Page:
Elon Musk dreams of Mars; escape there is his avowed motivation in life. But if you concentrate your target of value on so tiny and remote a target, you really have lost the world. You put all this engineering energy toward escape, toward an imagined dream, while the reality, the Earth itself, rots behind you? Worse yet, then you topple off your imaginary ladder to the sky back into the rot, to rot yourself. What if we did win Mars? With half the sunlight and 1% the atmosphere you'll have minimal argiculture, minimal life support. Life underground is the goal? You can have that here, troglodyte! For such a dream for 10 or 10,000 people, Earth itself may well take its eye off the ball of saving itself, of improving the actual world for billions. Oh but we don't care, we're going to Mars! You might well be disgusted with life, sure; I also read a lot of science fiction to escape from my adolescent emotional hell too. But your disgust with this world we live in leads toward a disgusting result. Rot on rot, instead of cleanup and a realistic and inclusive happy future. The Earth itself, this unfiltered recycling aquarium we breathe in, is what we need to value: the whole Earth. Do what you want, but this is certainly a clear and definite example of a motivational hierarchy, when you devalue everything in the world to chase after your red dot in the sky.
Back to academia, where actually the winners lose. Who gets their tenure track job, who publishes enough not to perish, who finally gets their tenure, is such a workaholic killjoy without any human qualities including compassion for self or others, such a person has nothing enviable except the fancy name or title of their position. That's why people work the prestige angle so much, there is so much less else to celebrate. Everyone loses in the academic hierarchy, including the winners.
The same is true when your interest tends toward political power. You see your state capital as where it's at, and if your ambition is higher, simpler, even more naïve, in Washington DC. That's where you aim to go for an internship to learn the ways of power. That's the pinnacle, and those who don't orient towards it are just not part of your value hierarchy, who needs them, let's not even consider them, they are disregardable.
The same is true in any kind of cult. In Linguistics, it's Go to MIT to be at the feet of the master Chomsky. Thank God he has retired. Among the Hindus, it's Go sit at the feet of your Guru, every other place is a dry desert.
The emotions are strong, far deeper than superciliousness. I myself have experienced it as a palpable energy perception, coming in and out of the door of the ashram. I can't prevent myself from feeling the vibrations of peace and love on the inside, yet I do believe it is a terrible and unjust thing to experience the outer world as like a dry desert. Worse, because I grew up in, I love, actual dry desert and we all know that a saints find their goal in the desert. So I think I will only have achieved my own goal when I feel inside and outside are the same.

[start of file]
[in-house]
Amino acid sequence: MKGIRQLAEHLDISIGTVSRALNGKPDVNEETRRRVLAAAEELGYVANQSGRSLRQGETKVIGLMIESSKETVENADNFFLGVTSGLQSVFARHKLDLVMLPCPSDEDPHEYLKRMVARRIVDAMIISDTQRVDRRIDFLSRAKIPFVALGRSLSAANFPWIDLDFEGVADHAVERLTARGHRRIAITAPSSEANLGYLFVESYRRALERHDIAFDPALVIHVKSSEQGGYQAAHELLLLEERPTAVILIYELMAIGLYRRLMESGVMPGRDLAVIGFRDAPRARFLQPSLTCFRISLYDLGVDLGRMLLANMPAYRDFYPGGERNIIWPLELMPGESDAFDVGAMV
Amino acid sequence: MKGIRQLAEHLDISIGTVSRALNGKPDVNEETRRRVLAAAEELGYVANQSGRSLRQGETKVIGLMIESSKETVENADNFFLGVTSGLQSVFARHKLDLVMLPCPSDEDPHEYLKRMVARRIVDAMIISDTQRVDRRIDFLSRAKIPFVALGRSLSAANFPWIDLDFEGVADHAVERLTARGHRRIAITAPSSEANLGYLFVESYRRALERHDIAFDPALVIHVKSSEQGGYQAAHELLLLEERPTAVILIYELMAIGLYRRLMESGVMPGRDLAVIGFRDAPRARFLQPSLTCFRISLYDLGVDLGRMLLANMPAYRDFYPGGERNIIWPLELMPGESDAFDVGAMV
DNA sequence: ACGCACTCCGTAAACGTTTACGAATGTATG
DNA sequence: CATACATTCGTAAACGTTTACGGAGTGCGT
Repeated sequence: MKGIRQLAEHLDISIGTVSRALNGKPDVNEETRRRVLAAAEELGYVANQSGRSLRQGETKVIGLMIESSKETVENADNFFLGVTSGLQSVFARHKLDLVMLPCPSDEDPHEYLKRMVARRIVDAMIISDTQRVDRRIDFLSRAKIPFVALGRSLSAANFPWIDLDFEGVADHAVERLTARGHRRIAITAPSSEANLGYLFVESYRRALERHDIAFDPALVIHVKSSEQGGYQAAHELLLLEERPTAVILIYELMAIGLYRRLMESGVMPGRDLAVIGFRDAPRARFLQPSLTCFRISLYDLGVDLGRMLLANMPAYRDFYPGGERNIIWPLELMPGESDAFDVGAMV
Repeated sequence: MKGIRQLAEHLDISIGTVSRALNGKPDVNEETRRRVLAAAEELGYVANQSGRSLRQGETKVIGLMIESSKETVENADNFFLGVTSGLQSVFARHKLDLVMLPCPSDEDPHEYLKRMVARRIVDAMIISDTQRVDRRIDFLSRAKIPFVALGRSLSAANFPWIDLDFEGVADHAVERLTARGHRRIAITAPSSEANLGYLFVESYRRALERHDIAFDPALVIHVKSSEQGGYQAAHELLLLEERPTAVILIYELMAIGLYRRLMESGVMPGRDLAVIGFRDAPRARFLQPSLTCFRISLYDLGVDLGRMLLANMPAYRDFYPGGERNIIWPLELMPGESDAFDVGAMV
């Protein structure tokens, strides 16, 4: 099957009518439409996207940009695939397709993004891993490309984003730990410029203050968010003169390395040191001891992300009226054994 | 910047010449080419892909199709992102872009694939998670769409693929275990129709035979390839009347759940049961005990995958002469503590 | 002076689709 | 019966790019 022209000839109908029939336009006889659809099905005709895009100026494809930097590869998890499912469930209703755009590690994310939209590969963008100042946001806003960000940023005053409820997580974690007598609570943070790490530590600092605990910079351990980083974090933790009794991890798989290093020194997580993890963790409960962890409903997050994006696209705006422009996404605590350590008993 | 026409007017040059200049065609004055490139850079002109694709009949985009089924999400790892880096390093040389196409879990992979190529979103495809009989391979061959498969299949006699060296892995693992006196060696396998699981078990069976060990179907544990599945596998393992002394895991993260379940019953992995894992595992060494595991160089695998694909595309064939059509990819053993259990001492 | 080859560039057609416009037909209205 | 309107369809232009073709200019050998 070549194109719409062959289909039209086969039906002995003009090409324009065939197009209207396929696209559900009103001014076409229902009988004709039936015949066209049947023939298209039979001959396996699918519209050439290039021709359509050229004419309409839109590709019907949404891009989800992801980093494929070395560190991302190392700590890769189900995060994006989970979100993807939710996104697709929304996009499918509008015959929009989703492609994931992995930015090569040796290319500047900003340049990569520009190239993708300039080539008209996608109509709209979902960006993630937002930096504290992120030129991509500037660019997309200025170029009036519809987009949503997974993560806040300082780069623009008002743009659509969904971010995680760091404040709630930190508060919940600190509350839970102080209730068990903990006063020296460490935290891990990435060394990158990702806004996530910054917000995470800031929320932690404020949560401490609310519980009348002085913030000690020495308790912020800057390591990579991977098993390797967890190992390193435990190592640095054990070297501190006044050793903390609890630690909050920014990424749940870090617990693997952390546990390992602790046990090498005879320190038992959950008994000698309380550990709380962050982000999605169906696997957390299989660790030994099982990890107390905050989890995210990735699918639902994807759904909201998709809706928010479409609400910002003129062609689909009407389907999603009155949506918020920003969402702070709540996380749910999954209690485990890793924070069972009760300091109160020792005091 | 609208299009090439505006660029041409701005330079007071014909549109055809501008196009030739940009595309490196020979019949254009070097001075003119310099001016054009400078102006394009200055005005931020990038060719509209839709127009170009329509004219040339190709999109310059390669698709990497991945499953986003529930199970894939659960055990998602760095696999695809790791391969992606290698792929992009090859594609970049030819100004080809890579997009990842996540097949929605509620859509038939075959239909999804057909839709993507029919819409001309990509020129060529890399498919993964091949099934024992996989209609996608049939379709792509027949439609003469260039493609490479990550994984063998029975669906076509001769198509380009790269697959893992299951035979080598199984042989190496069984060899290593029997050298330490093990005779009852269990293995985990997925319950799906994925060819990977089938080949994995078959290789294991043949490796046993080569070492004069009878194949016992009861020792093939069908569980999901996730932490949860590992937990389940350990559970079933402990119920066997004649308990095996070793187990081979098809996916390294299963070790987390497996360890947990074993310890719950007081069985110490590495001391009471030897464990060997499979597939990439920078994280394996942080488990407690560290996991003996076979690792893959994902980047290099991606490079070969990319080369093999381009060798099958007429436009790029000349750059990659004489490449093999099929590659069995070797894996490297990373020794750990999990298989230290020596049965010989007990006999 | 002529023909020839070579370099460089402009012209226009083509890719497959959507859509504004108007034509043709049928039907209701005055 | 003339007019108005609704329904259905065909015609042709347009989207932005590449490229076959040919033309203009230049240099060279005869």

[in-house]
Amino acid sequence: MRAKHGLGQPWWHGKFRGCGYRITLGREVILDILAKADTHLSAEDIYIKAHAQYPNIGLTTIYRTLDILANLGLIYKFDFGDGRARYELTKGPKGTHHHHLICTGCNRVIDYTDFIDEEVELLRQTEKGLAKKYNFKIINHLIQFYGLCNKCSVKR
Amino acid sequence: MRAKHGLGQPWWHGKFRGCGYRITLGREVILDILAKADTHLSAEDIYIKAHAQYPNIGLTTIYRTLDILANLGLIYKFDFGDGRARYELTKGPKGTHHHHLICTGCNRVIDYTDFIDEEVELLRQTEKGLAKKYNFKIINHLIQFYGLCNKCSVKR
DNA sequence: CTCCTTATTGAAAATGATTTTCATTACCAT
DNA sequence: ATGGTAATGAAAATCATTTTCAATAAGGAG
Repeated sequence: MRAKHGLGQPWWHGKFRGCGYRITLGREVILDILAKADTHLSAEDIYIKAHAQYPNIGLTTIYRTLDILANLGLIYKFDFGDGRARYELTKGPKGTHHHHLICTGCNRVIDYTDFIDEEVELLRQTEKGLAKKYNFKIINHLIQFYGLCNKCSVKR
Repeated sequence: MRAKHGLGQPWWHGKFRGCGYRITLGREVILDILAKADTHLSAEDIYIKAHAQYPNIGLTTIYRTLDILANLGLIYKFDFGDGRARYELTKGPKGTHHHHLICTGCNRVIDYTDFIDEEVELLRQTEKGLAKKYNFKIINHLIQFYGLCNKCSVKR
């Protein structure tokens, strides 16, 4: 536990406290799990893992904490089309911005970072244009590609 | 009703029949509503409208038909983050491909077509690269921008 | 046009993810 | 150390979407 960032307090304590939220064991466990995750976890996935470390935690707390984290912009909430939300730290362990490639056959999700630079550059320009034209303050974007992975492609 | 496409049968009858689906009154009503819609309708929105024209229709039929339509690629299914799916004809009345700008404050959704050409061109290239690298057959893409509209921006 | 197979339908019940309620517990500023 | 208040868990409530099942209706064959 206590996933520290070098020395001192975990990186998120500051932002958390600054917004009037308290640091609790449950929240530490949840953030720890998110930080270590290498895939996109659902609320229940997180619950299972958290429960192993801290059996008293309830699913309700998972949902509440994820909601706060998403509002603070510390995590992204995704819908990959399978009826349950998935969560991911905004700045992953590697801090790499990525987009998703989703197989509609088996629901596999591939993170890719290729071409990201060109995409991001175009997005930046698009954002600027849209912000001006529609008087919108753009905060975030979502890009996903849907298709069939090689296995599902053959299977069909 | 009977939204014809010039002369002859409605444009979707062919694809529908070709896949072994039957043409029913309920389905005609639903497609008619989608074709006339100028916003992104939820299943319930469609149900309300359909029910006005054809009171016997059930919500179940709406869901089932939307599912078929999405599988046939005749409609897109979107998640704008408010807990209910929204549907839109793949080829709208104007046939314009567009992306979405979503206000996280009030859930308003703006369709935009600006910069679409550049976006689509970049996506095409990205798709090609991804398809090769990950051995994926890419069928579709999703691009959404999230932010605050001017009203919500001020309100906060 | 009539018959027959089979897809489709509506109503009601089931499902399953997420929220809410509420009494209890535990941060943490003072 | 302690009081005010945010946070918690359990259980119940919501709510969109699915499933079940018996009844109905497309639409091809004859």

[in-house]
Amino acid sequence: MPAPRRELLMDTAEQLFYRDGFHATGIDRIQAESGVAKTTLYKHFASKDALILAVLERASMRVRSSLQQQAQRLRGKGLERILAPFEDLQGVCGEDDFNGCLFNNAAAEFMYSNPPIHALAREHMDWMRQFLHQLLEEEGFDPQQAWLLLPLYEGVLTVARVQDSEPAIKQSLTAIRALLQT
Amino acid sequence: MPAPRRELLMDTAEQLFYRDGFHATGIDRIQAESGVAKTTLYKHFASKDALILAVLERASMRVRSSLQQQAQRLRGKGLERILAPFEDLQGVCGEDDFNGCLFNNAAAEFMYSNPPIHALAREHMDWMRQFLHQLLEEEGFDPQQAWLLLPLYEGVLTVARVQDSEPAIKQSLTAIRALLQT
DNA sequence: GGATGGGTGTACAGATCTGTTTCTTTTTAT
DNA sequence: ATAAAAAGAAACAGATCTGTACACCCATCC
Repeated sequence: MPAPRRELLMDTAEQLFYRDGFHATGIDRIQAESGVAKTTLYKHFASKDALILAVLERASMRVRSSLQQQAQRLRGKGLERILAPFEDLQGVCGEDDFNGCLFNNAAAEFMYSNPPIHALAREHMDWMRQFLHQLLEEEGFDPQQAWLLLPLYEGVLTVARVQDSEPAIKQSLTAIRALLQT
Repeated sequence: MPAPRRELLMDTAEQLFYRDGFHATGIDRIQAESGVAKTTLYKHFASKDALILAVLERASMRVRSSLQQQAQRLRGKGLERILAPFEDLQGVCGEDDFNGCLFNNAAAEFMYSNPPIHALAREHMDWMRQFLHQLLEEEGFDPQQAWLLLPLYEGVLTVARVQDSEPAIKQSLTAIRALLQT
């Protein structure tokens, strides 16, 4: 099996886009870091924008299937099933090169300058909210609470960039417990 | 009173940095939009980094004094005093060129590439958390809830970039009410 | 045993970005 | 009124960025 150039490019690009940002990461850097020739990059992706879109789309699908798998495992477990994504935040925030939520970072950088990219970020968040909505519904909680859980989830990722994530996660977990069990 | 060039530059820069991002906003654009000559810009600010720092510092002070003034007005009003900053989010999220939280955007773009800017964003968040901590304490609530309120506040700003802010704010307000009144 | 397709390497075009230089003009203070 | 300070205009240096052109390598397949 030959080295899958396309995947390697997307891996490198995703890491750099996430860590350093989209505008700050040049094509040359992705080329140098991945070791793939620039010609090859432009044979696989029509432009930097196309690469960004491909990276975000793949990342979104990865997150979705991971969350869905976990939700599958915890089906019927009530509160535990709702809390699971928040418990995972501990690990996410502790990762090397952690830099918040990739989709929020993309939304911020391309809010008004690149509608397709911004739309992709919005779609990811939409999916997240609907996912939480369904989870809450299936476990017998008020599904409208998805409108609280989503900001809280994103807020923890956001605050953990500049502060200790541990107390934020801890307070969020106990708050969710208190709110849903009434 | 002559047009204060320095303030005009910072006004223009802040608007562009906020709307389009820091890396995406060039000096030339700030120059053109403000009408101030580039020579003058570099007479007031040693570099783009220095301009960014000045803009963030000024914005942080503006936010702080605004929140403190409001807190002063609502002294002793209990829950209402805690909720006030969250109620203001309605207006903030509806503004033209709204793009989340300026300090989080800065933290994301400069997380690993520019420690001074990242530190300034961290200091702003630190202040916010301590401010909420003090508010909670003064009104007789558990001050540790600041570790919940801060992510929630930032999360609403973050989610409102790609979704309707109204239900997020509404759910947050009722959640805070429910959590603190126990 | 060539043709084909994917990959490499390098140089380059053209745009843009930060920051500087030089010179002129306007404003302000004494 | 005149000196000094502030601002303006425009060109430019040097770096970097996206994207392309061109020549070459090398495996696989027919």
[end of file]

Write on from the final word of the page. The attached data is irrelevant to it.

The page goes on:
Among the David Koreshes and Jonestown and Aum Shinrikyo and fundamentalist Christian and Muslim and Jewish and Hindu groups and every other religious cult, there is a strong, shared, cultivated, indeed enforced, uniform belief that being "in" is super important and that those who are not "in" are missing out on the essence at least and more often pawns of the devil. One must constantly demonstrate one's allegiance to the values of the cult, and one's value as a person is accepted as being measured by adherence to and closeness to the center of the cult.
The whole business is frankly ugly. It's the use of some arbitrary measure of value to distort the true value of the world, which is bliss and serenity, mirth and delight, everywhere and in every one. We get a glimpse of the emotional unregulated state of bliss when we climb to the top of our wall of value and peek over it into a place which is finally good enough and where the trade of counting and marking value finally is exchanged for a moment of lightness of being. But that perfection is everywhere, and it is our state of, how can I express it, of sin, perhaps, that we cover it with self-attributions, with moral judgements of self and others, that regulate our emotions, that box us into limited and inflexible emotional states whose only positive value may be some minimum bare level of tolerability.
Beauty as a dominance hierarchyBeauty perception, intrinsically, is actually opposite to hierarchy. Hierarchy is measureable quality using a metric of value. The experience of beauty is the experience of the abandonment of measure.
Instead, experience inner surrender at every excuse, or no excuse at all. You could say, stop devaluing everything because it isn't at your cruel and ugly pinnacle ideal. You could also say, Experience beauty in all things.
Footnote: Health educator Emily Nagoski discusses Kate Manne, Down Girl, The Logic of Misogyny, and the Human Giver Syndrome: pretty happy calm generous and attentive to the needs of others. Check it out.